The picture below is of a cemetery that I have visited a few times in the last two years. This week I was here for the burial of Nina, about whom I told you not long ago, when she was still going strong.
Nina said recently, and smiling, I’m sure, that she didn’t really want to celebrate another birthday on this earth; and though she wasn’t sick or in pain, her heart did stop one day, just before she would have turned 104.
When I heard that she had died I was still in the mountains, and it made me sad to think I would not be able to pray at her funeral – so I was pleasantly surprised to learn that it would not take place until later. It’s not traditional to wait that long, but perhaps the birth of one of her great-great-grandchildren, who was present at the service and two weeks old, had something to do with the delay.
It was to love and honor Nina that I made the effort to get to church that morning, and not because I knew her or her family very well. I wasn’t feeling energetic or “spiritual” and you might even say I was in a bad mood. So I was completely surprised at how personally and deeply I was affected.
Her casket was in the center of the church. We were all gathered around singing, and the priests and deacons were censing Nina and the church, because something fundamental and important and holy was going on. Yes, they were censing Nina. Father addressed the common but mistaken idea that people often express about the dead, saying, for example, “That’s not my mother!” as though the material aspect of the self was unessential. “Well, who is it, then?” he asked.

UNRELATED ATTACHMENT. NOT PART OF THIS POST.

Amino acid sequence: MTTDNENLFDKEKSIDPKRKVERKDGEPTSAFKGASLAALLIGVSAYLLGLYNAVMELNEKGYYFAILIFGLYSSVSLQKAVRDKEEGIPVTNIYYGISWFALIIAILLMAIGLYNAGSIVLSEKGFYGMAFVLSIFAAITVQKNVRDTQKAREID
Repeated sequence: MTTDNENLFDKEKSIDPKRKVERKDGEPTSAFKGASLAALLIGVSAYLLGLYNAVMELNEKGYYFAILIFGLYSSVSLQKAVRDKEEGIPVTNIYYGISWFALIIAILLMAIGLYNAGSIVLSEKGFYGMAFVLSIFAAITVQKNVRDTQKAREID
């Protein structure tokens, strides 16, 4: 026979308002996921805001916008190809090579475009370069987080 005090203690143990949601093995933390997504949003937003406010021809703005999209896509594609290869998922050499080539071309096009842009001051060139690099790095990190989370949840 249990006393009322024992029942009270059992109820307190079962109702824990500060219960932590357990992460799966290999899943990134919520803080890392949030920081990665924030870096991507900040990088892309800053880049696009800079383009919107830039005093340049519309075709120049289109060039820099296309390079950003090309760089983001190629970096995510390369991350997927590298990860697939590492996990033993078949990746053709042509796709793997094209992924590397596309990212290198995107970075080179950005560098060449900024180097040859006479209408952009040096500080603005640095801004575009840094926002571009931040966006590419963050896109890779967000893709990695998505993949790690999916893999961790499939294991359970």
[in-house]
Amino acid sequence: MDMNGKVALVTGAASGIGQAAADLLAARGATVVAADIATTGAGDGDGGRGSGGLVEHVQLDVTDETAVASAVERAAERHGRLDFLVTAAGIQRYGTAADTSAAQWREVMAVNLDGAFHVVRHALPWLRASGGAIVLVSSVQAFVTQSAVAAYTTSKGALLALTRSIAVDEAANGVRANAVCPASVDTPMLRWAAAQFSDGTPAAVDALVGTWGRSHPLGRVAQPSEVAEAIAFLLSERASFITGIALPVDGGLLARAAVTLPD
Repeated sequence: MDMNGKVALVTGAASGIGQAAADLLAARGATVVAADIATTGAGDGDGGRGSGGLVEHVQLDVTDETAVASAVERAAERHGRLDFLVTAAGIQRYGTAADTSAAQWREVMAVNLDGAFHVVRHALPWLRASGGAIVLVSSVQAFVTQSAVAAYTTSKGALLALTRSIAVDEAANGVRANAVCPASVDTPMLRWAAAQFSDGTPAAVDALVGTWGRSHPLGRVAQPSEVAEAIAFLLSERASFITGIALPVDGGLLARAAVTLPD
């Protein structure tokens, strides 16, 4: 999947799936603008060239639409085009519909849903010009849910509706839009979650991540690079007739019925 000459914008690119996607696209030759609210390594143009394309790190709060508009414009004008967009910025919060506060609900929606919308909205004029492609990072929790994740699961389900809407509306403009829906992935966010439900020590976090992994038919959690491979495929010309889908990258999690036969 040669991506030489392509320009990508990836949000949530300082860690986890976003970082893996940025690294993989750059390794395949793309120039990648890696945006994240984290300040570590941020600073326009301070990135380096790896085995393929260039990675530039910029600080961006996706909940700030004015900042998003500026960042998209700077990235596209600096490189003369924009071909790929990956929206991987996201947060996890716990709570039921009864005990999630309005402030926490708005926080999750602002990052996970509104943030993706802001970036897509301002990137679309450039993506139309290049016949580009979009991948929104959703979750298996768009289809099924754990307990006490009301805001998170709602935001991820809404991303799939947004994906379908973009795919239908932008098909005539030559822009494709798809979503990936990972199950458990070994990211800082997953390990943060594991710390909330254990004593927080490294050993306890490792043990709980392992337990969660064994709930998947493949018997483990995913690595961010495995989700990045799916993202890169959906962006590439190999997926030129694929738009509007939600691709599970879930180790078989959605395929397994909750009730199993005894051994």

Father Stephen in a recent blog told about a Protestant church in his town that forbids the presence of the body at funerals. He writes, “Biology is easily the most fundamental aspect of our human existence. We do not ‘have’ bodies – we ‘are’ bodies.”
I’m so thankful that in my church we do not whisk away the body, but instead acknowledge it as the most “fundamental aspect” of the person and the way that we have known them their whole life. We sang a hymn about “the last kiss,” and we had the opportunity to kiss and venerate Nina’s holy body, with which she worshiped God and loved so many people during her many years on the earth.
I did think a lot about my husband that day, and I wept, because I still feel the raw places where he was torn away from me; but because it has been over a year since his own falling asleep, I was less distracted by my own grief and able to pay closer attention to the service than I could at the two funerals I attended last spring and summer. I noticed Christ with us at Nina’s funeral, and the palpable love of the Holy Trinity, which we reflected in and from our own bodies, still more or less intact.
The liturgy of the funeral service is rich and deep. It is a commending of the believer to God, praying, “Grant rest in blessed repose, O Lord, to the soul of your servant,” many times, solemnly and lovingly, with Psalms and many readings from the Gospels and other scriptures, such as this passage from John, in which Jesus tells His disciples,